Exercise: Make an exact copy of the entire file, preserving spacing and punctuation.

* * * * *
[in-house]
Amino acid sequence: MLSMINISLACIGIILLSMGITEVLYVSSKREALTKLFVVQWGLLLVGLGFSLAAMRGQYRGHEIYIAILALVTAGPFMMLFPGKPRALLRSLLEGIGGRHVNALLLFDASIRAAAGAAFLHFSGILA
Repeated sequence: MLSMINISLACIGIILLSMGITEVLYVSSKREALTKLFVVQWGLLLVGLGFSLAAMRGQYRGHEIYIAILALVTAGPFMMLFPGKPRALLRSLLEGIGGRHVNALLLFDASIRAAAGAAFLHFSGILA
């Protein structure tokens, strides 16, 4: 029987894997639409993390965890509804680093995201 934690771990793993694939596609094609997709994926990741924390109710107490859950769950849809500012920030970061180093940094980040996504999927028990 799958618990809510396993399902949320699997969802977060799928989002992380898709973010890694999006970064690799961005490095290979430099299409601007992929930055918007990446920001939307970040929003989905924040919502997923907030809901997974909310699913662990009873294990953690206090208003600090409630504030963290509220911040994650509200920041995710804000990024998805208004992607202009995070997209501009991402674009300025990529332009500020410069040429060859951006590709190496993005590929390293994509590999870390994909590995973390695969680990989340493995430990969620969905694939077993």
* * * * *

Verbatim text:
[in-house]
Amino acid sequence: MLSMINISLACIGIILLSMGITEVLYVSSKREALTKLFVVQWGLLLVGLGFSLAAMRGQYRGHEIYIAILALVTAGPFMMLFPGKPRALLRSLLEGIGGRHVNALLLFDASIRAAAGAAFLHFSGILA
Repeated sequence: MLSMINISLACIGIILLSMGITEVLYVSSKREALTKLFVVQWGLLLVGLGFSLAAMRGQYRGHEIYIAILALVTAGPFMMLFPGKPRALLRSLLEGIGGRHVNALLLFDASIRAAAGAAFLHFSGILA
């Protein structure tokens, strides 16, 4: 029987894997639409993390965890509804680093995201 934690771990793993694939596609094609997709994926990741924390109710107490859950769950849809500012920030970061180093940094980040996504999927028990 799958618990809510396993399902949320699997969802977060799928989002992380898709973010890694999006970064690799961005490095290979430099299409601007992929930055918007990446920001939307970040929003989905924040919502997923907030809901997974909310699913662990009873294990953690206090208003600090409630504030963290509220911040994650509200920041995710804000990024998805208004992607202009995070997209501009991402674009300025990529332009500020410069040429060859951006590709190496993005590929390293994509590999870390994909590995973390695969680990989340493995430990969620969905694939077993």